This is my submission to E.A.T. World for Japan.

Gingery Enoki Mushrooms with Carrots

1lb silken tofu, drained and pressed
2 small carrots, peeled (170g)
1-inch knob of ginger, peeled (30g)
2 large packages of enoki mushrooms (400g total)
2 tsp toasted sesame oil
2 tsp agave nectar, maple syrup or sugar
2 tbsp sake
2 tbsp soy sauce
2 tsp sesame seeds, toasted

1. Drain and press the tofu as you prepare the remainder of your ingredients.

2. Using a vegetable peeler or mandoline, cut the carrot into thin strips. Next, cut them into 1-inch pieces, and then thinly slice again vertically, so you end up with thin matchsticks.

3. Do the same with the ginger (make thin matchsticks).

4. Remove the base of the enoki mushrooms, then cut the remainder in half. Keep the bottom stalks separate from the top half with the caps.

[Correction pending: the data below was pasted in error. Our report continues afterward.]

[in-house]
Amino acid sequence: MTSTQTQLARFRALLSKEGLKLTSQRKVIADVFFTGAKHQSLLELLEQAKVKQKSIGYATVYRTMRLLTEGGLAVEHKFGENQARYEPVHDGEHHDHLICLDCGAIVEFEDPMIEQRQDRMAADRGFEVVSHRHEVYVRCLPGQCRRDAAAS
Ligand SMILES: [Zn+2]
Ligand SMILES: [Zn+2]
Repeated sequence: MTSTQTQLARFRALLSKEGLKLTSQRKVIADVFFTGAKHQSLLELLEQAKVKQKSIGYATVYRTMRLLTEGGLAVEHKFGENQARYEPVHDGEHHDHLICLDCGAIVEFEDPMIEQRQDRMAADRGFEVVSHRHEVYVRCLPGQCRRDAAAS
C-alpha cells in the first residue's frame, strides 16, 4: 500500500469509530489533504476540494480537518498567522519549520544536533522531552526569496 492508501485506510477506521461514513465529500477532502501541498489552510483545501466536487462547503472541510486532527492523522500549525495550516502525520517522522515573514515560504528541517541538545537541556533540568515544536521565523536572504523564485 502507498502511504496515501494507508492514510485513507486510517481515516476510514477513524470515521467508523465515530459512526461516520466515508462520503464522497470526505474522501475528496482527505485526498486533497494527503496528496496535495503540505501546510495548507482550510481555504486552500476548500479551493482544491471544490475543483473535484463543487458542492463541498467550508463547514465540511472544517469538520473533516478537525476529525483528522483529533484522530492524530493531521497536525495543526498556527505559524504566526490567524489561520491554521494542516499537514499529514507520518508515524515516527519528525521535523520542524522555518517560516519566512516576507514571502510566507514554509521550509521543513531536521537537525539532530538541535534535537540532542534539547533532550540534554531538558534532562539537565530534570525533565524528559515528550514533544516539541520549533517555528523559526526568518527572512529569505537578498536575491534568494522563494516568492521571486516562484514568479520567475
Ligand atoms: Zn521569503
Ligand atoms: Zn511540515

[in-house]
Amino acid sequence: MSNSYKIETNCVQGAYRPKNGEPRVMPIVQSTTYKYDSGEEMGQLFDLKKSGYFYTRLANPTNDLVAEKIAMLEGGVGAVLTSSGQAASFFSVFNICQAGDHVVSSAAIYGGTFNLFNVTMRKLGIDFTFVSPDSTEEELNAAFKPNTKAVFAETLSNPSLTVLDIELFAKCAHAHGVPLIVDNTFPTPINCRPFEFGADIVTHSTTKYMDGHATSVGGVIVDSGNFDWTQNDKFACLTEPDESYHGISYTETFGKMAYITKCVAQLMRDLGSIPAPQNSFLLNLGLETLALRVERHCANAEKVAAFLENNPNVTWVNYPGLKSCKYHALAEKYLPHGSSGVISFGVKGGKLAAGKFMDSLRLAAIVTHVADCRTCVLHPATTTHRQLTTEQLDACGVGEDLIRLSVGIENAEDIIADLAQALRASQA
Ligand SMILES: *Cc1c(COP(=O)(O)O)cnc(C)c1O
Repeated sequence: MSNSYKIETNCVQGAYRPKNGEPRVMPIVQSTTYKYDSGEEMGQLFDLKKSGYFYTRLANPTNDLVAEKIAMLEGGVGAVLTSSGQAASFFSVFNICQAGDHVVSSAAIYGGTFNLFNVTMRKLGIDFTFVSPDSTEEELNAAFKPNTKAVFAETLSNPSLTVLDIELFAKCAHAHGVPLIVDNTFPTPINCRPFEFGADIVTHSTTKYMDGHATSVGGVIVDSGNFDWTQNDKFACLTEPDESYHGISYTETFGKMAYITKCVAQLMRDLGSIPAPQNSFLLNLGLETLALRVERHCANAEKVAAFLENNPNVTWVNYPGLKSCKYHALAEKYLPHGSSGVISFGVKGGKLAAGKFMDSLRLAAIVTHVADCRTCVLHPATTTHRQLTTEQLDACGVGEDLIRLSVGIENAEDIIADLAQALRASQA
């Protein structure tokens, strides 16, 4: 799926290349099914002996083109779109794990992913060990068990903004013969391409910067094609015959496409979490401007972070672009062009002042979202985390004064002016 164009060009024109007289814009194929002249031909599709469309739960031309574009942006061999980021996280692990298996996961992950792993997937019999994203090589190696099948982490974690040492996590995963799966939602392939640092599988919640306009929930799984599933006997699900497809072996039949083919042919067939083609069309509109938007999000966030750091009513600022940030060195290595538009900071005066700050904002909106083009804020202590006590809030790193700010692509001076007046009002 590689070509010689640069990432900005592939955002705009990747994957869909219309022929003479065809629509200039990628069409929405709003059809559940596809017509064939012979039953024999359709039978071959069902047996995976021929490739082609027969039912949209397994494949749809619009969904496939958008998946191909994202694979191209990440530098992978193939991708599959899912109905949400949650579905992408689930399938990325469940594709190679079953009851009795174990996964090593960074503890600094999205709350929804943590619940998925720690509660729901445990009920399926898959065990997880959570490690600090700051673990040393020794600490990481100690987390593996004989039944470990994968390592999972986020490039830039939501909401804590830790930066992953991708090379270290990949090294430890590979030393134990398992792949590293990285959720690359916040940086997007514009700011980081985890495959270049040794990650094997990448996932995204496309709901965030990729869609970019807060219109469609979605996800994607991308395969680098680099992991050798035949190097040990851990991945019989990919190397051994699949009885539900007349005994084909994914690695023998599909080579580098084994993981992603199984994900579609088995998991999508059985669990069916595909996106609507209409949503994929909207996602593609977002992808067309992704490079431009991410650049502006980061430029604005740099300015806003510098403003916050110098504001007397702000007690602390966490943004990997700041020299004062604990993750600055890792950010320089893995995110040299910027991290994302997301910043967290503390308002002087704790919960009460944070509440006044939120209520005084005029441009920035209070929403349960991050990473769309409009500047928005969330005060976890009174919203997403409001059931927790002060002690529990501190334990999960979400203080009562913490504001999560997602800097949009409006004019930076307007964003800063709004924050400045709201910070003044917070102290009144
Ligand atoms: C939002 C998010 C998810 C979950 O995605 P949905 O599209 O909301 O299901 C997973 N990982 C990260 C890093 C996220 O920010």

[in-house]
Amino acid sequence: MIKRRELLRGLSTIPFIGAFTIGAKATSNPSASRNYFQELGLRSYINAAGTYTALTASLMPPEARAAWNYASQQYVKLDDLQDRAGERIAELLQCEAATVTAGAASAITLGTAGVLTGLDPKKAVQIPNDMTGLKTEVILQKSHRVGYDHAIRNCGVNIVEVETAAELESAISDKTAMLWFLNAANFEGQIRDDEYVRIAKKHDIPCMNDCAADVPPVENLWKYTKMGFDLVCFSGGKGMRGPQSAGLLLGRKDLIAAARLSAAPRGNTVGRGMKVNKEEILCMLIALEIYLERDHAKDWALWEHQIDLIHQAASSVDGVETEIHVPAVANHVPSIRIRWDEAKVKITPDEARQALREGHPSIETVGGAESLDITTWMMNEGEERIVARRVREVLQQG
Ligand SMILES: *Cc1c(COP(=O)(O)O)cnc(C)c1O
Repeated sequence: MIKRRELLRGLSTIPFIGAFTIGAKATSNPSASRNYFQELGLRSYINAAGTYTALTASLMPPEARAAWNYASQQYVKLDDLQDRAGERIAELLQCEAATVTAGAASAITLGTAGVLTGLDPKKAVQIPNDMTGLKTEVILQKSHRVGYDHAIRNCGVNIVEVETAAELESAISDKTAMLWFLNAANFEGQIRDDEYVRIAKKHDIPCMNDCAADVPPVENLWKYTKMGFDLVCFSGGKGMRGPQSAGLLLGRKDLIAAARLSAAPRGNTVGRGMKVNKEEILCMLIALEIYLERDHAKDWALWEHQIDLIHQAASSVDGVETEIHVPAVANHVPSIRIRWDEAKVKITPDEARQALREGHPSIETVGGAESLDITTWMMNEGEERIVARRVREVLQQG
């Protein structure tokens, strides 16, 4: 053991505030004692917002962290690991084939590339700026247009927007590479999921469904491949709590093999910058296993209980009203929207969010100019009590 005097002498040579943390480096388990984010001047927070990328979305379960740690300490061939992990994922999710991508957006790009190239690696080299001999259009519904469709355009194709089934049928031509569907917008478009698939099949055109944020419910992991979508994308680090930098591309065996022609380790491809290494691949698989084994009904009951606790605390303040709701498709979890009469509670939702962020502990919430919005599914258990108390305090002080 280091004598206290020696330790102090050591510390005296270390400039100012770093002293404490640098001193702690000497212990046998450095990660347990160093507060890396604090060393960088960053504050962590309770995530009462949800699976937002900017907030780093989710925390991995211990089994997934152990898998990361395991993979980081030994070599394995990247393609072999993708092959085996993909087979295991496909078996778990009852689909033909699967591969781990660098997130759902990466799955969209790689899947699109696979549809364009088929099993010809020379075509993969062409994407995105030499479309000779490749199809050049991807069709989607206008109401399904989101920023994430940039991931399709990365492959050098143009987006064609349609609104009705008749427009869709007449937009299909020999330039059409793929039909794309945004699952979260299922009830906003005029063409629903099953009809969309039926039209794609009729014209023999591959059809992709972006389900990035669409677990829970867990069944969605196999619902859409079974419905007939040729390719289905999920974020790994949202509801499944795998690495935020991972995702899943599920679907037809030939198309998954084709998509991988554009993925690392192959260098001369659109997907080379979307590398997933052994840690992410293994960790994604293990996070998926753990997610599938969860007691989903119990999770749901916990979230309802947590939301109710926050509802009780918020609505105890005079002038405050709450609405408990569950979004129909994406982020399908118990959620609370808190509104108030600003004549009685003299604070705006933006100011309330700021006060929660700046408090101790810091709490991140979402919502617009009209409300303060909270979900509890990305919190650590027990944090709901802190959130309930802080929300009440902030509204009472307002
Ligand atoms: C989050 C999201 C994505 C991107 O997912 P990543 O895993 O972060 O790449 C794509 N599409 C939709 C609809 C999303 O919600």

5. Have all your vegetables ready to go next to at the stove as the cooking will be fast. Put your silken tofu in a microwave -safe dish and mid-way during your cooking, heat on high for 2 minutes, or until heated through.

6. In a large skillet, heat sesame oil over high heat. Once aromatic, add carrots and ginger. Stir frequently for 30 seconds, then add in the enoki mushroom stems, stirring for a minute more.

7. Sprinkle the agave (or sugar) over the vegetables and toss vigorously. Add the sake and enoki caps and quickly saute for 30 seconds. Drizzle with soy sauce. Remove from heat.

8. Once tofu is heated through, cut into chunks and add vegetables overtop. Sprinkle with toasted sesame seeds.

Serves 4.

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10 Responses

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  1. Sissi said, on May 18, 2011 at 9:03 AM

    I see enoki very often in one of the shops, but have never cooked them. I was afraid to spoil them. They look so delicate and vulnerable… This recipe looks perfect for me: I love tofu and I put toasted sesame seeds practically everywhere (I’ve heard sesame is good for one’s hear, so I hope to kill two birds with one stone ;-)